Turning a fighter into a bomber may seem like trying to convert a Honda S2000 roadster into a pickup truck. Fighters, which are designed to dogfight with hostile airplanes and perform short-range attack missions, are fast and agile; bombers are made to haul heavy loads for thousands of miles. But Lockheed Martin is designing a fighter-bomber hybrid based on the F-22 Raptor fighter that’s in flight-testing at Edwards Air Force Base in California. The proposed bomber variant-informally known as the FB-22-has been attracting increasing interest since the September 11 attacks and the start of U.S. operations in Afghanistan.
Before Afghanistan, the Air Force considered its current fleet of bombers adequate and had no plans to build new ones until the late 2030s. In the 1991 Persian Gulf War, after all, B-52s-slow and as unstealthy as battleships but loaded with more than 30,000 pounds of guided bombs-were successfully deployed against both ammunition dumps and front-line troops. A few heavy airplanes, the Air Force reasoned, went a long way.
But then came the mission against the Taliban and Al Qaeda, and Air Force leaders realized how sorely the service had been neglecting its bomber fleet. Whereas in the Gulf War, the United States could launch its planes from the territory of a nearby ally, Saudi Arabia, Afghanistan was a long way from any country that felt like playing host to U.S. combat aircraft. B-52 and B-1 bombers cruised to Afghanistan from British-owned Diego Garcia in the Indian Ocean, but it took them so long that they could fly fewer missions than desirable. And as tensions continue to rise in the Middle East, nations that are capable of providing the United States with bases within range of likely war zones are coming under increasing pressure, both from terrorists and from their discontented populaces, not to do so. Meanwhile, U.S. bombers are aging: The newest B-52 is 40 years old, and the B-1 is a complex, maintenance-heavy plane designed in the early 1970s. Many military experts believe it’s time to revitalize the worn-out bomber fleet.
The FB-22 could be the answer. A midsize bomber, it would inherit the F-22’s ability to fly higher and faster than other comparable planes-up to 1,200 mph at 60,000 feet-but would have longer legs and a bigger weapons load. Moreover, it would be a perfect fit with one of the Air Force’s most promising new weapons, the Small Diameter Bomb. Though it’s a fraction of the weight of a standard bomb, this new bomb is exceedingly precise, thanks to a satellite-controlled GPS-guidance system. The FB-22, which would be built to carry 24 Small Diameter Bombs, could be the ideal aircraft for the warfare of the future. And since it’s based on an existing design and would share many parts and materials with its predecessor, it would be relatively inexpensive to build.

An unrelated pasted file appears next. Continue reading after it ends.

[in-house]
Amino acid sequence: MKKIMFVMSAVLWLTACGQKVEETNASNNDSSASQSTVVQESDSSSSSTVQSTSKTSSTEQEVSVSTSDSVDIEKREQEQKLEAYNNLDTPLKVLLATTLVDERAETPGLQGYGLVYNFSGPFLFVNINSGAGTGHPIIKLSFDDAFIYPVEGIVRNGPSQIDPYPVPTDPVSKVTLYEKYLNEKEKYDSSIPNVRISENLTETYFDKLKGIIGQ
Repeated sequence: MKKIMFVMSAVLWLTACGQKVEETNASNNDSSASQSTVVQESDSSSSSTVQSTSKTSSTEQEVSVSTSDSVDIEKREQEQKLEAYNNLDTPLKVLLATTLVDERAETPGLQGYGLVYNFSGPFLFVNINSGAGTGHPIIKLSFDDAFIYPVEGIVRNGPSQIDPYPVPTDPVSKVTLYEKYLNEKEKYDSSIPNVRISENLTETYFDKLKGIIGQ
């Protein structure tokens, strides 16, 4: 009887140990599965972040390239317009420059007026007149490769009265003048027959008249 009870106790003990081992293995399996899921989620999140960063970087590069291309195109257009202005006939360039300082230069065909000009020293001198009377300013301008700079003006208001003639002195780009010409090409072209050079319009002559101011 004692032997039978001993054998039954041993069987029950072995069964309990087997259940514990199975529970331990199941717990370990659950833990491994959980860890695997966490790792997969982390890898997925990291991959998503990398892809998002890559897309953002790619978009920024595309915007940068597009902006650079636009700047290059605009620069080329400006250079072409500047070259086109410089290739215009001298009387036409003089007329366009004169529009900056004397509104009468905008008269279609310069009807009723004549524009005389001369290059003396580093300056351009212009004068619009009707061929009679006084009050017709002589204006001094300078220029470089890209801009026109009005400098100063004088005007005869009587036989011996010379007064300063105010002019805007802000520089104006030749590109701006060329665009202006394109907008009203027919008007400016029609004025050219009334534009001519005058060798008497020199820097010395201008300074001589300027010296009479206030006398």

Air Force Chief of Staff Gen. John P. Jumper is enthusiastic about the idea of putting bombs on the normally missile-bearing F-22-a measure that could be considered an interim move toward the FB-22. When the U.S. Army “talks about putting capabilities deep behind enemy lines, this is the thing that will be able to come in at Mach 1.5 to 1.7 to deal with any trouble that they might run into,” Jumper says of the F-22, which is scheduled to debut with the Air Force in 2005. “This will be the airplane that nothing can touch. This is transformational.”
But there are signs of controversy within the Air Force over the notion of morphing the F-22 for a new mission. Air Force Secretary James G. Roche has taken a serious interest in the plane, but others, including Chief of Staff Jumper, are far from sold. These skeptics suggest the FB-22 offers little that’s new, because the F-22 itself can carry Small Diameter Bombs (albeit not as many), and its range could be augmented by aerial refueling. This view is unlikely to sway Roche, who already frets publicly about the Air Force’s dependence on aging tanker planes, but the debate itself is telling. The atmosphere within U.S. military circles these days is tense. Faced with unprecedented new threats, officials know they must adjust their strategies and tools. Whether or not it’s ever built, the FB-22 offers insight into the changing nature of warfare and the need for relatively quick (in weapons-development terms) and economical responses.